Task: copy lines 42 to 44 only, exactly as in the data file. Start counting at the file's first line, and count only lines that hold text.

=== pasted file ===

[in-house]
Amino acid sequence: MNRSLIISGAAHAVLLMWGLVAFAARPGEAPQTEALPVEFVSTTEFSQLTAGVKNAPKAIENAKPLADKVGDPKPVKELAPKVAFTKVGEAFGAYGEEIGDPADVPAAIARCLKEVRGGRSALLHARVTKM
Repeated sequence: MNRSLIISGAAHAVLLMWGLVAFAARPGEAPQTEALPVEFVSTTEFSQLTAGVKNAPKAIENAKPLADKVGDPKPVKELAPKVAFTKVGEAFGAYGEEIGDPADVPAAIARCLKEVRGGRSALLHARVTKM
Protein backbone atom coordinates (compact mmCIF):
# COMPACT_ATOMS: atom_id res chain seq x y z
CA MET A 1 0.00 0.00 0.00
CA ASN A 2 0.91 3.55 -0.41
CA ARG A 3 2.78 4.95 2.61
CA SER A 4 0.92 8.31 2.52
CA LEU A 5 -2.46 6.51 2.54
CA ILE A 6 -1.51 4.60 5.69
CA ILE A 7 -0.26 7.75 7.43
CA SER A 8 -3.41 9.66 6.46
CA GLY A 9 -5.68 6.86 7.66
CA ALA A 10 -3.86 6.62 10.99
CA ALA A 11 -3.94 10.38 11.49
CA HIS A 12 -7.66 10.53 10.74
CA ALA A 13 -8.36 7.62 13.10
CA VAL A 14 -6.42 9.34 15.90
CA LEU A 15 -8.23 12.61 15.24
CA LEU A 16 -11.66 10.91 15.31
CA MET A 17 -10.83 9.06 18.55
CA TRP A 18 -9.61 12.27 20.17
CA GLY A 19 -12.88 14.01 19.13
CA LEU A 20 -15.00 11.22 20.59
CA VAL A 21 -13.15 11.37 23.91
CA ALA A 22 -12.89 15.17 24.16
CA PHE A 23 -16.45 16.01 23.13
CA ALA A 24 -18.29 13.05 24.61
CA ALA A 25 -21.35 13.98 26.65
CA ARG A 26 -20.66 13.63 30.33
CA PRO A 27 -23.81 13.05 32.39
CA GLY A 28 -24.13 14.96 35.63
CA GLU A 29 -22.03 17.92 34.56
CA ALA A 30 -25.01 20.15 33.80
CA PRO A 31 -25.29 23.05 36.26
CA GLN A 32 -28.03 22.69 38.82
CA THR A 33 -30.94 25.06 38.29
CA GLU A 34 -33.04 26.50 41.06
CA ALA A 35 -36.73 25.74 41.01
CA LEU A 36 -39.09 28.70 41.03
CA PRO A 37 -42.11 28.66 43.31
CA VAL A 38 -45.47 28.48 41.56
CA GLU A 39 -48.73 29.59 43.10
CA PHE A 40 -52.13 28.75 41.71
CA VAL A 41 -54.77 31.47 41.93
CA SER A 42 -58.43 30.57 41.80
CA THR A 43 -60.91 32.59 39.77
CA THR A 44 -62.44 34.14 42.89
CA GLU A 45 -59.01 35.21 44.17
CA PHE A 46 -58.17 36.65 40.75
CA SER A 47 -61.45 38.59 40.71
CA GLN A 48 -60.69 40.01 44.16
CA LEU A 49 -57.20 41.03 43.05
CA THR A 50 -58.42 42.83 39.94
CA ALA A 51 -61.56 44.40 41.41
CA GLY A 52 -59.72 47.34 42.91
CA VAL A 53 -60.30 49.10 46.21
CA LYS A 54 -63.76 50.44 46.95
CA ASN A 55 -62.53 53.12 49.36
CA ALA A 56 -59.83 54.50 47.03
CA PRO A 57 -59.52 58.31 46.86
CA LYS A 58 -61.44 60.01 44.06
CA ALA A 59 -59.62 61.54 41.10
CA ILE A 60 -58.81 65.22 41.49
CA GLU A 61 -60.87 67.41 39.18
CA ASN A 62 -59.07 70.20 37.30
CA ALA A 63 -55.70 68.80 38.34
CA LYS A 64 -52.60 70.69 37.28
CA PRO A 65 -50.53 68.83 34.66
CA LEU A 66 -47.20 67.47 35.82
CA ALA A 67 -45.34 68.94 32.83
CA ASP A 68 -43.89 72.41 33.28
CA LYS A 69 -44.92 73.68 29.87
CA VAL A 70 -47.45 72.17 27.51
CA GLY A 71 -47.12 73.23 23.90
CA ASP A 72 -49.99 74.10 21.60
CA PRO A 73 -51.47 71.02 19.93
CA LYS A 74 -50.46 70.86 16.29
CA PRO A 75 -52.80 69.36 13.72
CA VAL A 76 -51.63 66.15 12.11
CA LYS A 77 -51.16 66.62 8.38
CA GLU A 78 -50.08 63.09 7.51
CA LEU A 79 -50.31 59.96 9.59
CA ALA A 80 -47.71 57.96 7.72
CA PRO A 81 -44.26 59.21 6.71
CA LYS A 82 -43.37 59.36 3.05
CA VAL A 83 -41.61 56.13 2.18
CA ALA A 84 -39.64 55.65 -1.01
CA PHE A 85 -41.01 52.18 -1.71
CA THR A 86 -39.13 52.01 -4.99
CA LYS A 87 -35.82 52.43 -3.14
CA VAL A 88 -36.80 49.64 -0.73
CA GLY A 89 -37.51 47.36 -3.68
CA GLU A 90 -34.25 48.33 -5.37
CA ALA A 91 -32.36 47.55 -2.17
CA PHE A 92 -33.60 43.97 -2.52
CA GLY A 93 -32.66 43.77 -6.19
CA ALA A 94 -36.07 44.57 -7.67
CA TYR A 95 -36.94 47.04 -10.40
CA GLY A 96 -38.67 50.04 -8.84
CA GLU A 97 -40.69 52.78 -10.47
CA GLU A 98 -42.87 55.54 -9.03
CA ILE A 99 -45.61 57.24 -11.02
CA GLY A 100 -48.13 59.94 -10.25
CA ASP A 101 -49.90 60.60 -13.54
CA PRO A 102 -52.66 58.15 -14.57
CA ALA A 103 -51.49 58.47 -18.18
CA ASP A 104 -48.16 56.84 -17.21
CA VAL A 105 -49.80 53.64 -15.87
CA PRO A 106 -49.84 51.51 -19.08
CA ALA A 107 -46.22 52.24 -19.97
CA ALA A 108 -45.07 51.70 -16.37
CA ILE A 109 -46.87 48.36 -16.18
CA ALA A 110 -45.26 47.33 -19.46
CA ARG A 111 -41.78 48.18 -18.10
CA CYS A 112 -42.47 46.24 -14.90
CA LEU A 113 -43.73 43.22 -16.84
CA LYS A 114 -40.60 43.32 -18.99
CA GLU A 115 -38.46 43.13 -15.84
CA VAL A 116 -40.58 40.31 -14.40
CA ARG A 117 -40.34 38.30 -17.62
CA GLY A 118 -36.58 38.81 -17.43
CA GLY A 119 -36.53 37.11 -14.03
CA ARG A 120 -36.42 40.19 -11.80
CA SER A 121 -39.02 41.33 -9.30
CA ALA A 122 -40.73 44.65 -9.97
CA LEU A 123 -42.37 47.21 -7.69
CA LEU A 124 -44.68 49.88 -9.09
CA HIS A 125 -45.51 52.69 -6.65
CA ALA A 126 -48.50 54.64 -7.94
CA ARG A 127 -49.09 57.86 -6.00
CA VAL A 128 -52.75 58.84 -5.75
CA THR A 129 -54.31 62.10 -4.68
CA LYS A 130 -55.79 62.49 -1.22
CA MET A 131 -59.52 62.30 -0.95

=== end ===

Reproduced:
CA PRO A 37 -42.11 28.66 43.31
CA VAL A 38 -45.47 28.48 41.56
CA GLU A 39 -48.73 29.59 43.10